Adaption of the Tool Design in Micro Deep Hole Drilling of Difficult-To-Cut Materials by High-Speed Chip Formation Analyses

Kirschner, M.1, a; Michel, S.1, b; Berger, S.1, c; Biermann, D.1, d

Institute of Machining Technology, TU Dortmund University, Baroper Str. 303, D-44227 Dortmund, Germany

a); b); c); d)


The chip removal in deep hole drilling with smallest diameters represents a major challenge caused by the limited cross sections of the chip flutes. The production of unfavourable chip forms leads to an accumulation of the chips in the flutes and results in spontaneous tool failures. The application of micro deep hole drilling is even more sophisticated if the machining of difficult-to-cut materials like nickel-based alloys characterised by high strength values and fracture strains is required. In this paper, an enhanced method of analysis to adapt and optimise the tool design with respect to the chip formation in single-lip deep hole drilling with smallest diameters is presented. The fundamental idea of the new analytical technique is the substitution of the surrounding, non-transparent bore hole wall by transparent acrylic glass. This approach facilitates the visualisation of the chip formation at the cutting edges as well as the chip removal along the chip flutes by means of high-speed microscopy. To allow a constant observation of the chip formation and removal process the experiments are conducted with stationary cutting tools and rotating material samples embedded into acrylic glass. The integration of the experimental setup into a conventional deep hole drilling machine as well as the realisation of the visibility despite the constant supply of deep hole drilling oil are shown. Furthermore, the high-speed chip analysis demonstrates the crucial limitations regarding the achievable productivity and process stability using the standardised cutting tool design for single-lip deep hole drilling of nickel-based alloys. Based on these findings, important modifications of the tool cutting edge angles and the centre distance are derived and thus significant process improvements have been reached. The results on the essential chip formation are complemented by analysis of the mechanical tool loads, the tool wear, the surface quality as well as the dimensional and shape tolerances.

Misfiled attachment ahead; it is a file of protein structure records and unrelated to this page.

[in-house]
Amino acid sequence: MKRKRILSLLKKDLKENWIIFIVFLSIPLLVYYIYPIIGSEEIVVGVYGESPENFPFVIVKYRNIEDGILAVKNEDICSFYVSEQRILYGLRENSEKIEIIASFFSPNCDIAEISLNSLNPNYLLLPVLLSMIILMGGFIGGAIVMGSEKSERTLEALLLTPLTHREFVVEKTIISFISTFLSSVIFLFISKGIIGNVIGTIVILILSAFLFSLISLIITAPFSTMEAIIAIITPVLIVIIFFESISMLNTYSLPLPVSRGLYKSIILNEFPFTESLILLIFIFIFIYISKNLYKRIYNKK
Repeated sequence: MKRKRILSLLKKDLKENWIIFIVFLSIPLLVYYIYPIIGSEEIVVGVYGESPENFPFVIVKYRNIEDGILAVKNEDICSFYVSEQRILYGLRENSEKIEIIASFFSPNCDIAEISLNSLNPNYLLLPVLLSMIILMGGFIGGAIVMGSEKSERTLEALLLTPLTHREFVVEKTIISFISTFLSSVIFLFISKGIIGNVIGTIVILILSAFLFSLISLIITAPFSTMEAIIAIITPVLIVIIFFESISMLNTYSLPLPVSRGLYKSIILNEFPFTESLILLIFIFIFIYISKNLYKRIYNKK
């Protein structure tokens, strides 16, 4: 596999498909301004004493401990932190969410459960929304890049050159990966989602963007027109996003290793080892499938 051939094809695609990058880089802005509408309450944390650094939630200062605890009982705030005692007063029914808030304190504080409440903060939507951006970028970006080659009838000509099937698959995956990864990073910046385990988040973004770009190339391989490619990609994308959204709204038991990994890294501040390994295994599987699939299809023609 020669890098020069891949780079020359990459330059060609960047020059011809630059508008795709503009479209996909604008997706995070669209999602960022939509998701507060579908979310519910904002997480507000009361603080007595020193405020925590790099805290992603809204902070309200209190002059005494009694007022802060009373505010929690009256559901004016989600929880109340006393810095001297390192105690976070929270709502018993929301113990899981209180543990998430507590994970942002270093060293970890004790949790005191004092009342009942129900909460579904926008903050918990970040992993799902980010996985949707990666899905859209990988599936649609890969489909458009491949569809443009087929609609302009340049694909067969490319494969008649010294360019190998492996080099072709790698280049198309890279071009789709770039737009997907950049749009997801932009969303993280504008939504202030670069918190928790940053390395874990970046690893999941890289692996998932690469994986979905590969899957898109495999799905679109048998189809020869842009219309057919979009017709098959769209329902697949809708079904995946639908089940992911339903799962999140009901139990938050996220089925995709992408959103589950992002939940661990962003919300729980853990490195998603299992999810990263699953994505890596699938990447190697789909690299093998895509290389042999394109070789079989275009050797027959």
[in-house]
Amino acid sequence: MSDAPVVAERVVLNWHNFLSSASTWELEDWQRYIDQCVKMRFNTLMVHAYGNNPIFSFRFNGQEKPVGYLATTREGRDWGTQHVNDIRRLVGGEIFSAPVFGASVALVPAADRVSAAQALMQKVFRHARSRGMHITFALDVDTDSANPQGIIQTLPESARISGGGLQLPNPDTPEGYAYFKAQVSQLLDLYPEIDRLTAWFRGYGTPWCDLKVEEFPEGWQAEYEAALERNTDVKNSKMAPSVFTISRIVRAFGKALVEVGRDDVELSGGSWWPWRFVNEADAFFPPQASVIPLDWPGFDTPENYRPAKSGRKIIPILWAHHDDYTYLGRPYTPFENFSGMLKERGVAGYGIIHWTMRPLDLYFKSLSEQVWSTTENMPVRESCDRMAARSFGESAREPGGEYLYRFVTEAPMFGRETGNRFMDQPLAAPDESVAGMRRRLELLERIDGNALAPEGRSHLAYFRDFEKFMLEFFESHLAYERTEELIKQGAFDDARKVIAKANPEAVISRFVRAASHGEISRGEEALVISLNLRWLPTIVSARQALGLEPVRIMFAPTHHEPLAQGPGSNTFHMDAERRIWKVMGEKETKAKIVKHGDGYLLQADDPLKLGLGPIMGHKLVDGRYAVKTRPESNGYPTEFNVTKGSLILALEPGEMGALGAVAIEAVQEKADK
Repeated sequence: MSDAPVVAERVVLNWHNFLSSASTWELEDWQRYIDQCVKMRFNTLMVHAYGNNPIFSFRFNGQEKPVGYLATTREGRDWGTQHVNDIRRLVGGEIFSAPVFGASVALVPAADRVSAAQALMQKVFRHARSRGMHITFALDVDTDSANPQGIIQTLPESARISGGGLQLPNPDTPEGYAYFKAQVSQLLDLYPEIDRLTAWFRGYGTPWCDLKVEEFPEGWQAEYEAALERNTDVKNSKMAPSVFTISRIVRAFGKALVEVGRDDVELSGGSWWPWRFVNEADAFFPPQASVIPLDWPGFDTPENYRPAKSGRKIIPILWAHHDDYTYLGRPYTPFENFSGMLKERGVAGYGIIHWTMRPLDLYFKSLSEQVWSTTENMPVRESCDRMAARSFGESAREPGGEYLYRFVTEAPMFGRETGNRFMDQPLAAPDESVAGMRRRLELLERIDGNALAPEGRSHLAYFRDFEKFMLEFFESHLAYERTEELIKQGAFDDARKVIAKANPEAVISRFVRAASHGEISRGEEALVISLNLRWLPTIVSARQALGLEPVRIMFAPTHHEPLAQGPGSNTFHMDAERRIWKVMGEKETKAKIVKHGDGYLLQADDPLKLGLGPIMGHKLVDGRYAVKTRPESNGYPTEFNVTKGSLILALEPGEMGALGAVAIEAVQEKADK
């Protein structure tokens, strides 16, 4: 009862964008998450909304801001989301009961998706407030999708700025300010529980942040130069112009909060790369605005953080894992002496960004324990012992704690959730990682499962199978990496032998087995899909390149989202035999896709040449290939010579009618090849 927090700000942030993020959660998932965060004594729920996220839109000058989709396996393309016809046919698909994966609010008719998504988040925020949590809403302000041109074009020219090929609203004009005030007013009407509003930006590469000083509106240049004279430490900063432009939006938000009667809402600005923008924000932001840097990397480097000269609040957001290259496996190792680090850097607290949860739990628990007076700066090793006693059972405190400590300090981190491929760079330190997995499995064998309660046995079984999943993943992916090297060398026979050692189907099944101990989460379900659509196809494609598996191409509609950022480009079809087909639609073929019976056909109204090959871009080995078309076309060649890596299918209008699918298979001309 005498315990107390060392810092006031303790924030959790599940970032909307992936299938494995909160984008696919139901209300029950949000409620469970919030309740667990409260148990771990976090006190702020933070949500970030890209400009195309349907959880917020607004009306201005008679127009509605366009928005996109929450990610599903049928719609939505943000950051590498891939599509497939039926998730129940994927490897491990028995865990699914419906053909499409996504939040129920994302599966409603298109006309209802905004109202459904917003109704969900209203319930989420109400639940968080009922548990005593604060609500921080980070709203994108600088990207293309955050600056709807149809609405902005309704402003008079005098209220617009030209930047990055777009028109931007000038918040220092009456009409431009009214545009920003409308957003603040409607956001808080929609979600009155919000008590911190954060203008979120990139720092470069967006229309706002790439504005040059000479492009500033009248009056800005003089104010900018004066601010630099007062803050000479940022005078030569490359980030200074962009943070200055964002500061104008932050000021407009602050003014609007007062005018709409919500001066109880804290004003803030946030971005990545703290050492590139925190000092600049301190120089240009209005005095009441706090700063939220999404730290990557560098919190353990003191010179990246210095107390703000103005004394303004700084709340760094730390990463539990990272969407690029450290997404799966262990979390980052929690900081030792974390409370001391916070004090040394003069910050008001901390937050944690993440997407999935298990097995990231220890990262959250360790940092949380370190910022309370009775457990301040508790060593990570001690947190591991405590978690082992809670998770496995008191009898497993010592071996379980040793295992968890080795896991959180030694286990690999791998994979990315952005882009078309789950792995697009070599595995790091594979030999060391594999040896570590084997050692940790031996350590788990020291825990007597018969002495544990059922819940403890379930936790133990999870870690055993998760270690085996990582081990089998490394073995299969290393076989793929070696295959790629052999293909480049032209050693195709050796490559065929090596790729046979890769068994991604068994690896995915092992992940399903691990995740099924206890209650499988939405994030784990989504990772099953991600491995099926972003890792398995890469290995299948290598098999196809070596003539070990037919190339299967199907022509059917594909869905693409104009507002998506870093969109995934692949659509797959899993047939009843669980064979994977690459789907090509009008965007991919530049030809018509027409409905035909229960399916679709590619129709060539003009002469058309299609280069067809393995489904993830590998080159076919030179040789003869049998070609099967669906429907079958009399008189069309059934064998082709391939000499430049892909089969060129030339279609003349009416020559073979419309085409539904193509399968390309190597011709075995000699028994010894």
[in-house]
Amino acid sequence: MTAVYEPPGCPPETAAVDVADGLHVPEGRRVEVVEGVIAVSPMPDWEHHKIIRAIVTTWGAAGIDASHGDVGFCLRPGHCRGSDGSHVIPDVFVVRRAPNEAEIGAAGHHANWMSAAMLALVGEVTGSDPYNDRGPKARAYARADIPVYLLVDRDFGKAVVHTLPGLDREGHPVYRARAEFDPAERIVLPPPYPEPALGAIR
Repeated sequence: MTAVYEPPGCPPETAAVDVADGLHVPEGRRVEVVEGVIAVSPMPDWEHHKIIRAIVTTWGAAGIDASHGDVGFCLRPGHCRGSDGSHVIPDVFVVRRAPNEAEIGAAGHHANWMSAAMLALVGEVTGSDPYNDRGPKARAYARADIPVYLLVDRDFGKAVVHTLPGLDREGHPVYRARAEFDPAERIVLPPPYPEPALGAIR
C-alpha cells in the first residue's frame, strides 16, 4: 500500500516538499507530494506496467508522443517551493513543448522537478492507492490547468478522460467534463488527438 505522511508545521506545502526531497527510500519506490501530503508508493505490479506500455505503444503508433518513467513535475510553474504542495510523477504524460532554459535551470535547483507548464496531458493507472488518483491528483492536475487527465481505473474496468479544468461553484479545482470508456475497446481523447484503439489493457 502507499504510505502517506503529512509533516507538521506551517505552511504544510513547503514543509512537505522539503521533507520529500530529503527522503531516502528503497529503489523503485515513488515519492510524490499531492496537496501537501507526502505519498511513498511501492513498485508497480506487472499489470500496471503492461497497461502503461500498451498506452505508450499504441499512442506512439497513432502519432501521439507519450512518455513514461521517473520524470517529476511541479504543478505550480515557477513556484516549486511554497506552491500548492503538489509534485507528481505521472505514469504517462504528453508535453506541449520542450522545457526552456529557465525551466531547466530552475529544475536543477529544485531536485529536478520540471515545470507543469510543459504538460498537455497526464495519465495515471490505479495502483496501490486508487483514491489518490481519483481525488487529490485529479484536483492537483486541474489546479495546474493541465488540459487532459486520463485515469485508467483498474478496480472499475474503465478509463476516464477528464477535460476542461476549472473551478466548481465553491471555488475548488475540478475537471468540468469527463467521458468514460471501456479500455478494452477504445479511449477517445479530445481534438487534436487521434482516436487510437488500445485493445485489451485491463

Deep hole drilling, Chip, Analysis


7. WGP-Jahreskongress, 5.-6. Oktober 2017, Aachen, Hrsg.: Schmitt, R.; Schuh, G., Apprimus Verlag, ISBN 978-3-86359-555-5, (2017), pp. 29-36